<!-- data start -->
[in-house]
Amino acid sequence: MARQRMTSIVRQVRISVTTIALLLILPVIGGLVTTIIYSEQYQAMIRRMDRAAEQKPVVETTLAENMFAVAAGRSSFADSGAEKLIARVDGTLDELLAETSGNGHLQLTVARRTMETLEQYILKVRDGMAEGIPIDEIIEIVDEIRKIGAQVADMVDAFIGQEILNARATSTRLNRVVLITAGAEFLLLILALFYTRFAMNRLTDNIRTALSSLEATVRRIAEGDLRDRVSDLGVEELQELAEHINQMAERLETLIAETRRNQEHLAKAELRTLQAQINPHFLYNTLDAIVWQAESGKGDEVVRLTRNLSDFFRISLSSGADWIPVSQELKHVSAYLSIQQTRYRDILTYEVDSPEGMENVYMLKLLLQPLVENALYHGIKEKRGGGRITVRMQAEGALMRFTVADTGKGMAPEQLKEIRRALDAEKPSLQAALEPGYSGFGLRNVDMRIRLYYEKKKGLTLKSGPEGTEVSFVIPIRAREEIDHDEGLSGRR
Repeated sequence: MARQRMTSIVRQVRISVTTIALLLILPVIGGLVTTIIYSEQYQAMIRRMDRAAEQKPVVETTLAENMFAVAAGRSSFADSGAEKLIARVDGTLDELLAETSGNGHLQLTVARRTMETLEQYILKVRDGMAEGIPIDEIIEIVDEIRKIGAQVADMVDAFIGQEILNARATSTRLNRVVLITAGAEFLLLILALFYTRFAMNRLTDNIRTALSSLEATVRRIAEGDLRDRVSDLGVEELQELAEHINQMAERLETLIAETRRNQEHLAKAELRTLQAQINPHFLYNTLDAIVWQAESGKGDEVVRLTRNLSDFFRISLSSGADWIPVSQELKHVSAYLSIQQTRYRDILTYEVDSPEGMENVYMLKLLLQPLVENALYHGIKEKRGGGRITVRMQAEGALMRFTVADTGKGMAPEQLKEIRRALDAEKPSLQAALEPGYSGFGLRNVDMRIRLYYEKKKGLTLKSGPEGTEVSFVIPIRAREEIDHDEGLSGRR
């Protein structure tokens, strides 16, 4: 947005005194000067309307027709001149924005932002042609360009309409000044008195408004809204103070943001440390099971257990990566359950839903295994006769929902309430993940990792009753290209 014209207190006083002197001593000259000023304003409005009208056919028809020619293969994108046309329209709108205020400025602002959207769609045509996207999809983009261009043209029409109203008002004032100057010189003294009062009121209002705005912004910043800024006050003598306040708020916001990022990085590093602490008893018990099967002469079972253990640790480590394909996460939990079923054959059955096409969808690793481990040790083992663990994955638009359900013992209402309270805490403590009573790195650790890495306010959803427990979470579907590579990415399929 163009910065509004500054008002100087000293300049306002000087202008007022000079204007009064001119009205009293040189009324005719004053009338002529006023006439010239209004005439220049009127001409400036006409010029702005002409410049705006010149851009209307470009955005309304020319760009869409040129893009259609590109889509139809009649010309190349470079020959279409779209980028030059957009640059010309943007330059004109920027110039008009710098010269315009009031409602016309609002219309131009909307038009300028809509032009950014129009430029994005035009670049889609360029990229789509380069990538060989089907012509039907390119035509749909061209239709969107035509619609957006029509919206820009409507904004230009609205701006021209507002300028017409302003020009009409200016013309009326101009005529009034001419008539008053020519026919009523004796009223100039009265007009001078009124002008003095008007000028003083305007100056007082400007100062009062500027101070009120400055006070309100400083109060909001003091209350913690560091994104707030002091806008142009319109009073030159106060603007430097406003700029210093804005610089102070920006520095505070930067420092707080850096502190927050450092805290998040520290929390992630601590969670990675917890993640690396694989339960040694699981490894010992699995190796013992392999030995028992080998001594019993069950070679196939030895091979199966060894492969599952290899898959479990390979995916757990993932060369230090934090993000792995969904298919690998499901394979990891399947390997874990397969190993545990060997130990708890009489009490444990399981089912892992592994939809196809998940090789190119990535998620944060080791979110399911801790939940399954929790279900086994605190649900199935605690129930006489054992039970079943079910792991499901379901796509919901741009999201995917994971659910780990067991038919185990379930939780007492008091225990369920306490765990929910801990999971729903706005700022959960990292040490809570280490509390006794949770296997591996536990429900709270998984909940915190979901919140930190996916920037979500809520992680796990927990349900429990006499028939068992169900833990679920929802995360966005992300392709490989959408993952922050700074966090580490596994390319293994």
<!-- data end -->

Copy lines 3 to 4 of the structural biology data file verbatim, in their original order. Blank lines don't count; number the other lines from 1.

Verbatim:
Repeated sequence: MARQRMTSIVRQVRISVTTIALLLILPVIGGLVTTIIYSEQYQAMIRRMDRAAEQKPVVETTLAENMFAVAAGRSSFADSGAEKLIARVDGTLDELLAETSGNGHLQLTVARRTMETLEQYILKVRDGMAEGIPIDEIIEIVDEIRKIGAQVADMVDAFIGQEILNARATSTRLNRVVLITAGAEFLLLILALFYTRFAMNRLTDNIRTALSSLEATVRRIAEGDLRDRVSDLGVEELQELAEHINQMAERLETLIAETRRNQEHLAKAELRTLQAQINPHFLYNTLDAIVWQAESGKGDEVVRLTRNLSDFFRISLSSGADWIPVSQELKHVSAYLSIQQTRYRDILTYEVDSPEGMENVYMLKLLLQPLVENALYHGIKEKRGGGRITVRMQAEGALMRFTVADTGKGMAPEQLKEIRRALDAEKPSLQAALEPGYSGFGLRNVDMRIRLYYEKKKGLTLKSGPEGTEVSFVIPIRAREEIDHDEGLSGRR
């Protein structure tokens, strides 16, 4: 947005005194000067309307027709001149924005932002042609360009309409000044008195408004809204103070943001440390099971257990990566359950839903295994006769929902309430993940990792009753290209 014209207190006083002197001593000259000023304003409005009208056919028809020619293969994108046309329209709108205020400025602002959207769609045509996207999809983009261009043209029409109203008002004032100057010189003294009062009121209002705005912004910043800024006050003598306040708020916001990022990085590093602490008893018990099967002469079972253990640790480590394909996460939990079923054959059955096409969808690793481990040790083992663990994955638009359900013992209402309270805490403590009573790195650790890495306010959803427990979470579907590579990415399929 163009910065509004500054008002100087000293300049306002000087202008007022000079204007009064001119009205009293040189009324005719004053009338002529006023006439010239209004005439220049009127001409400036006409010029702005002409410049705006010149851009209307470009955005309304020319760009869409040129893009259609590109889509139809009649010309190349470079020959279409779209980028030059957009640059010309943007330059004109920027110039008009710098010269315009009031409602016309609002219309131009909307038009300028809509032009950014129009430029994005035009670049889609360029990229789509380069990538060989089907012509039907390119035509749909061209239709969107035509619609957006029509919206820009409507904004230009609205701006021209507002300028017409302003020009009409200016013309009326101009005529009034001419008539008053020519026919009523004796009223100039009265007009001078009124002008003095008007000028003083305007100056007082400007100062009062500027101070009120400055006070309100400083109060909001003091209350913690560091994104707030002091806008142009319109009073030159106060603007430097406003700029210093804005610089102070920006520095505070930067420092707080850096502190927050450092805290998040520290929390992630601590969670990675917890993640690396694989339960040694699981490894010992699995190796013992392999030995028992080998001594019993069950070679196939030895091979199966060894492969599952290899898959479990390979995916757990993932060369230090934090993000792995969904298919690998499901394979990891399947390997874990397969190993545990060997130990708890009489009490444990399981089912892992592994939809196809998940090789190119990535998620944060080791979110399911801790939940399954929790279900086994605190649900199935605690129930006489054992039970079943079910792991499901379901796509919901741009999201995917994971659910780990067991038919185990379930939780007492008091225990369920306490765990929910801990999971729903706005700022959960990292040490809570280490509390006794949770296997591996536990429900709270998984909940915190979901919140930190996916920037979500809520992680796990927990349900429990006499028939068992169900833990679920929802995360966005992300392709490989959408993952922050700074966090580490596994390319293994």